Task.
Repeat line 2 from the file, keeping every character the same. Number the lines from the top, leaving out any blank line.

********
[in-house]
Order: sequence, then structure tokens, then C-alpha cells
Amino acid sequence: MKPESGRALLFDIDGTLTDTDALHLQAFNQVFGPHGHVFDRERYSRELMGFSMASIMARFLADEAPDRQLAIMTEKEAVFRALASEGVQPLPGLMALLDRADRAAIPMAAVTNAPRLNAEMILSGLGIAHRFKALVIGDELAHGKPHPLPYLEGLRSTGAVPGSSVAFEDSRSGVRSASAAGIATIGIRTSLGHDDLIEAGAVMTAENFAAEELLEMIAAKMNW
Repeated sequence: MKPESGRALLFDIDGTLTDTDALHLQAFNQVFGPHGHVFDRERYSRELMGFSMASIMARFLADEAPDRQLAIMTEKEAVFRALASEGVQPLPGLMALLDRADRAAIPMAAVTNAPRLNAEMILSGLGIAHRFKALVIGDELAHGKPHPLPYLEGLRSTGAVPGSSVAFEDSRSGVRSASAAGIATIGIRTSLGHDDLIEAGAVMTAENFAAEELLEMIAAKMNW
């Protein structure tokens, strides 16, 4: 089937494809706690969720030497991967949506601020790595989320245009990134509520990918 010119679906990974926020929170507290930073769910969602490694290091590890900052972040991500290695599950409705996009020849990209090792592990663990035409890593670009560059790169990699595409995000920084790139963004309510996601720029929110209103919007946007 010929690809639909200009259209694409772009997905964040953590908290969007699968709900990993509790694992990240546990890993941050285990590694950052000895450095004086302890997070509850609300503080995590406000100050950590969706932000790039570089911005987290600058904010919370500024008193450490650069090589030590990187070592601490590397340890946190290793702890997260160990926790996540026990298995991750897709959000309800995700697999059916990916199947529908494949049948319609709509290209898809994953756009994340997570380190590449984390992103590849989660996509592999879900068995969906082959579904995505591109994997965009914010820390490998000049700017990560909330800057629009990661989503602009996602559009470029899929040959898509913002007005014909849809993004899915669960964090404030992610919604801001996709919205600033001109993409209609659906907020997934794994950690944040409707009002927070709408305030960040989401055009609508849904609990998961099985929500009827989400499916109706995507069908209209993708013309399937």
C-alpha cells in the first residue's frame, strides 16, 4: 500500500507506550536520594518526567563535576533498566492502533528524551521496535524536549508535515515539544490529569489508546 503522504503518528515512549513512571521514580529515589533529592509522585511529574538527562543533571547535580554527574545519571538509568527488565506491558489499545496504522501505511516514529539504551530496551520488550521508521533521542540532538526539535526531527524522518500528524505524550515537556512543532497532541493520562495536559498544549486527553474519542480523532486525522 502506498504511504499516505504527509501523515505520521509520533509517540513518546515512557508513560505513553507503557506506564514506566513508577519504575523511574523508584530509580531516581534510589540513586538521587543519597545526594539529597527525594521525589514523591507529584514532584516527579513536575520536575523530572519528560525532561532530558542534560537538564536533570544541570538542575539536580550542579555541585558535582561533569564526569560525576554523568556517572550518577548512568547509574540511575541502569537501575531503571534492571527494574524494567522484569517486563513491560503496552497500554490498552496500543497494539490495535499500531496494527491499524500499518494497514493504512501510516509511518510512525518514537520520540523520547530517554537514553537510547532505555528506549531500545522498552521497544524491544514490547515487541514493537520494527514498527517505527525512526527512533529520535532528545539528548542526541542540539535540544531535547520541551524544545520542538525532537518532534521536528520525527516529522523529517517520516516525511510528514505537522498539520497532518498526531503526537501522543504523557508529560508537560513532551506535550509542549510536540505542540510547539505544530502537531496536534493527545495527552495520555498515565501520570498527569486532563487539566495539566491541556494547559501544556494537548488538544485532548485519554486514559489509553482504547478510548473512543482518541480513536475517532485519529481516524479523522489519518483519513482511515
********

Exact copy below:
Order: sequence, then structure tokens, then C-alpha cells